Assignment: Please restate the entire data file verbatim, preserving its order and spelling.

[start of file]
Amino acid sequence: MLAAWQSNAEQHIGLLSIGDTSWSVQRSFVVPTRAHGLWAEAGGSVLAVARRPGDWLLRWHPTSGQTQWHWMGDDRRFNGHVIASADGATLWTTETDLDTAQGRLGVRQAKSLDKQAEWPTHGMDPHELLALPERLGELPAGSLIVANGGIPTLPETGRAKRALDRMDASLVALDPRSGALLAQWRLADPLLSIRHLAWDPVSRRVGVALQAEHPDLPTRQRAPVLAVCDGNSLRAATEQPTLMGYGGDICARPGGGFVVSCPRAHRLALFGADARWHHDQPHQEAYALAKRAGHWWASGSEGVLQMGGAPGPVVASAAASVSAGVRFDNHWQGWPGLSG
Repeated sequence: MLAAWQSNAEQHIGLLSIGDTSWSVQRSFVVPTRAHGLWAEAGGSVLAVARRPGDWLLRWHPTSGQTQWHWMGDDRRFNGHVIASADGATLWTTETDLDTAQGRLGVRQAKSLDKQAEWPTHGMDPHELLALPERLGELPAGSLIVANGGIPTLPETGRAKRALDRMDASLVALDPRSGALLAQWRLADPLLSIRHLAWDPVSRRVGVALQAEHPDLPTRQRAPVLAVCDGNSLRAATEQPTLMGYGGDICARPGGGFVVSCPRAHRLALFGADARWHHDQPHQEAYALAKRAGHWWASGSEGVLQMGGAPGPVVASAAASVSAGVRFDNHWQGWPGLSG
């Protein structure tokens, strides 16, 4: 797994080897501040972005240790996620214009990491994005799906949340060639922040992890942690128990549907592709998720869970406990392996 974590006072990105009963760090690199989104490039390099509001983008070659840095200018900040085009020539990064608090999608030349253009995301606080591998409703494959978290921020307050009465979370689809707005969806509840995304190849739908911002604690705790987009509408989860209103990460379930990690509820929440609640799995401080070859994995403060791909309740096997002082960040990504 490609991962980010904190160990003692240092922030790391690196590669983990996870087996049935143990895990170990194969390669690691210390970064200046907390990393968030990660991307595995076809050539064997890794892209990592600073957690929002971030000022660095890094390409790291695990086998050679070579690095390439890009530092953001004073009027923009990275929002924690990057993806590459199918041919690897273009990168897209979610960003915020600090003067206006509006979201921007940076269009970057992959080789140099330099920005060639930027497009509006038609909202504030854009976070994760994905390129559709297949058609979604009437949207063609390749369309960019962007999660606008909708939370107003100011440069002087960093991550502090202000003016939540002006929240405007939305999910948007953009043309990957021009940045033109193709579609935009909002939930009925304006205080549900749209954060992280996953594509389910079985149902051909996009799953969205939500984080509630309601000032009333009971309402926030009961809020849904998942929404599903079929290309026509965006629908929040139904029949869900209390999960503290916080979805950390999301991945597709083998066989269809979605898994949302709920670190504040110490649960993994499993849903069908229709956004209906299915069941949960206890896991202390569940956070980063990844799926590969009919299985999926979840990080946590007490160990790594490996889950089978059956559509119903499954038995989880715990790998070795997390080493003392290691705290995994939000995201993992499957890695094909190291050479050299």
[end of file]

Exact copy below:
Amino acid sequence: MLAAWQSNAEQHIGLLSIGDTSWSVQRSFVVPTRAHGLWAEAGGSVLAVARRPGDWLLRWHPTSGQTQWHWMGDDRRFNGHVIASADGATLWTTETDLDTAQGRLGVRQAKSLDKQAEWPTHGMDPHELLALPERLGELPAGSLIVANGGIPTLPETGRAKRALDRMDASLVALDPRSGALLAQWRLADPLLSIRHLAWDPVSRRVGVALQAEHPDLPTRQRAPVLAVCDGNSLRAATEQPTLMGYGGDICARPGGGFVVSCPRAHRLALFGADARWHHDQPHQEAYALAKRAGHWWASGSEGVLQMGGAPGPVVASAAASVSAGVRFDNHWQGWPGLSG
Repeated sequence: MLAAWQSNAEQHIGLLSIGDTSWSVQRSFVVPTRAHGLWAEAGGSVLAVARRPGDWLLRWHPTSGQTQWHWMGDDRRFNGHVIASADGATLWTTETDLDTAQGRLGVRQAKSLDKQAEWPTHGMDPHELLALPERLGELPAGSLIVANGGIPTLPETGRAKRALDRMDASLVALDPRSGALLAQWRLADPLLSIRHLAWDPVSRRVGVALQAEHPDLPTRQRAPVLAVCDGNSLRAATEQPTLMGYGGDICARPGGGFVVSCPRAHRLALFGADARWHHDQPHQEAYALAKRAGHWWASGSEGVLQMGGAPGPVVASAAASVSAGVRFDNHWQGWPGLSG
């Protein structure tokens, strides 16, 4: 797994080897501040972005240790996620214009990491994005799906949340060639922040992890942690128990549907592709998720869970406990392996 974590006072990105009963760090690199989104490039390099509001983008070659840095200018900040085009020539990064608090999608030349253009995301606080591998409703494959978290921020307050009465979370689809707005969806509840995304190849739908911002604690705790987009509408989860209103990460379930990690509820929440609640799995401080070859994995403060791909309740096997002082960040990504 490609991962980010904190160990003692240092922030790391690196590669983990996870087996049935143990895990170990194969390669690691210390970064200046907390990393968030990660991307595995076809050539064997890794892209990592600073957690929002971030000022660095890094390409790291695990086998050679070579690095390439890009530092953001004073009027923009990275929002924690990057993806590459199918041919690897273009990168897209979610960003915020600090003067206006509006979201921007940076269009970057992959080789140099330099920005060639930027497009509006038609909202504030854009976070994760994905390129559709297949058609979604009437949207063609390749369309960019962007999660606008909708939370107003100011440069002087960093991550502090202000003016939540002006929240405007939305999910948007953009043309990957021009940045033109193709579609935009909002939930009925304006205080549900749209954060992280996953594509389910079985149902051909996009799953969205939500984080509630309601000032009333009971309402926030009961809020849904998942929404599903079929290309026509965006629908929040139904029949869900209390999960503290916080979805950390999301991945597709083998066989269809979605898994949302709920670190504040110490649960993994499993849903069908229709956004209906299915069941949960206890896991202390569940956070980063990844799926590969009919299985999926979840990080946590007490160990790594490996889950089978059956559509119903499954038995989880715990790998070795997390080493003392290691705290995994939000995201993992499957890695094909190291050479050299």